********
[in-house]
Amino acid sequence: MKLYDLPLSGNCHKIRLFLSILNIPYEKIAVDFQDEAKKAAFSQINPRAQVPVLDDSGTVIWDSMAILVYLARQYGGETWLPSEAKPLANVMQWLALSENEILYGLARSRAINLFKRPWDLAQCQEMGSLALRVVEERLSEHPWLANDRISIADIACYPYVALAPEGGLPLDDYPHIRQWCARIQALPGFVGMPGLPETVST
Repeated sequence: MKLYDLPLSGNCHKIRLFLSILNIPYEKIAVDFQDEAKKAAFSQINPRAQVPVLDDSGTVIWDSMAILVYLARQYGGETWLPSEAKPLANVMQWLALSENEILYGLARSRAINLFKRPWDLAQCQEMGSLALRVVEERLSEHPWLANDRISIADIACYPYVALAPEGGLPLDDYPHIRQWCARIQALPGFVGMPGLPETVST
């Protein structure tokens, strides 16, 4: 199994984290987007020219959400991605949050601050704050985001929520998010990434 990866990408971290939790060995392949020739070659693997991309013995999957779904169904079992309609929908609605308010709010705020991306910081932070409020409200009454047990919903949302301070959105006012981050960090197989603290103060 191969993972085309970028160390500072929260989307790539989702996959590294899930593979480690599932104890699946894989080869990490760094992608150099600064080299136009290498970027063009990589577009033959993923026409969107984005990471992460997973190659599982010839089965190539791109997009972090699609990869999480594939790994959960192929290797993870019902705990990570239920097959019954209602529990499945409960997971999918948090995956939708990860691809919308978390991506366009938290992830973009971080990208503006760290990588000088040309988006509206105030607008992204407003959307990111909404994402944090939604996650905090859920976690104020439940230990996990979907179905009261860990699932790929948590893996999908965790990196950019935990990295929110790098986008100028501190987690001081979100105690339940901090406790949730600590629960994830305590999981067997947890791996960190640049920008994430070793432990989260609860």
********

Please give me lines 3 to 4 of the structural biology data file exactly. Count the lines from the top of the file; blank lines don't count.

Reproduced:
Repeated sequence: MKLYDLPLSGNCHKIRLFLSILNIPYEKIAVDFQDEAKKAAFSQINPRAQVPVLDDSGTVIWDSMAILVYLARQYGGETWLPSEAKPLANVMQWLALSENEILYGLARSRAINLFKRPWDLAQCQEMGSLALRVVEERLSEHPWLANDRISIADIACYPYVALAPEGGLPLDDYPHIRQWCARIQALPGFVGMPGLPETVST
């Protein structure tokens, strides 16, 4: 199994984290987007020219959400991605949050601050704050985001929520998010990434 990866990408971290939790060995392949020739070659693997991309013995999957779904169904079992309609929908609605308010709010705020991306910081932070409020409200009454047990919903949302301070959105006012981050960090197989603290103060 191969993972085309970028160390500072929260989307790539989702996959590294899930593979480690599932104890699946894989080869990490760094992608150099600064080299136009290498970027063009990589577009033959993923026409969107984005990471992460997973190659599982010839089965190539791109997009972090699609990869999480594939790994959960192929290797993870019902705990990570239920097959019954209602529990499945409960997971999918948090995956939708990860691809919308978390991506366009938290992830973009971080990208503006760290990588000088040309988006509206105030607008992204407003959307990111909404994402944090939604996650905090859920976690104020439940230990996990979907179905009261860990699932790929948590893996999908965790990196950019935990990295929110790098986008100028501190987690001081979100105690339940901090406790949730600590629960994830305590999981067997947890791996960190640049920008994430070793432990989260609860």